The frustrating part here, is I drove 1.5 hours away to a shop that was widely lauded for quality work. A place called New German Performance. But time and again I have found that barely any shops live up to their reputation. The only shop I’ve ever felt truly good about working my car doesn’t have an alignment rack, which is the only reason I didn’t take it to them lol. They build RS3’s.

I’m gonna call NGP and request a refund for the alignment and take it to a local shop with a hunter machine that has decent reviews, and make sure they know the only value I want adjusted is the front toe to get things within spec.
 

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A very long time ago I was in the back of a car with my girlfriend. Her friend was driving her boyfriends car because she was supposedly the designated driver. As she was negotiating a corner the front wheel hit the kerb. Her boyfriend said under his breath, "No wonder I always need a wheel alignment." :giggle:

Australia has lots of potholes and damaged roads due to the rain that we've recently been having. That could be the reason for the wheels going out of alignment and possibly the difference between North America and Europe?

I have my tyres rotated each service. The camber of the road, for drainage, means that there is more weight on the wheels on the left (right hand drive vehicles) and therefore more wear. That was explained to me by the owner of a tyre place that I've become friendly with over the years. I'm not charged for tyre rotation.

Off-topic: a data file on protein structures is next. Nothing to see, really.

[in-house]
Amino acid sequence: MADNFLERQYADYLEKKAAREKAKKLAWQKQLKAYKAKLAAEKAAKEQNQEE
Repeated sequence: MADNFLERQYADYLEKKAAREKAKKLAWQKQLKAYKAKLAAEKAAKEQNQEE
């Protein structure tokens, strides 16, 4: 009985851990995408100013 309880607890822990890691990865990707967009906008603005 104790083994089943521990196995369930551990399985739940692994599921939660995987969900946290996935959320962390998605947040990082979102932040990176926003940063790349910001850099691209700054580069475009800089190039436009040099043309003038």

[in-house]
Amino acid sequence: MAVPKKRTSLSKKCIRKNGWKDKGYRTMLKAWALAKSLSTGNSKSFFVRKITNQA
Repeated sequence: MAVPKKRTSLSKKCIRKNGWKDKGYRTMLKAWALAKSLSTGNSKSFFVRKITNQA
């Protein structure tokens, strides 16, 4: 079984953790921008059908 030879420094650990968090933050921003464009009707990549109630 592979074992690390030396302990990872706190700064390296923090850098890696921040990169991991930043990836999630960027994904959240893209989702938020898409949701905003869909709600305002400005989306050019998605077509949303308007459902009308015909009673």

I usually get a wheel alignment each time I replace the tyres. It has saved uneven tyre wear a few times and I find it's rather cheap when it's done whilst buying new tyres.

That's just my experience and I can understand why others do things differently. I don't think it's worth the discussion to try and change other people's minds. :)
 

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I'll just add that rotations aren't just a north ameroca thing it's a tire company thing. Most if not all tire manufacturers recommend rotations of some kind. Basic principle is front tires get more scrubbing on the sides and rear is the middle. Does this always bode truth, no.

Alignment checks are just good check ups. Let you know suspension wise if all is well. Inspections in the US in most states doesn't even look at the suspension or tires hell, here in Texas my toureg is a visual inspection, yep lights work, has windshield wipers it passes.
 

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Adding onto @JoshC , most tire warranties (such as the ones I'm driving) explicitly call out tire rotations and alignments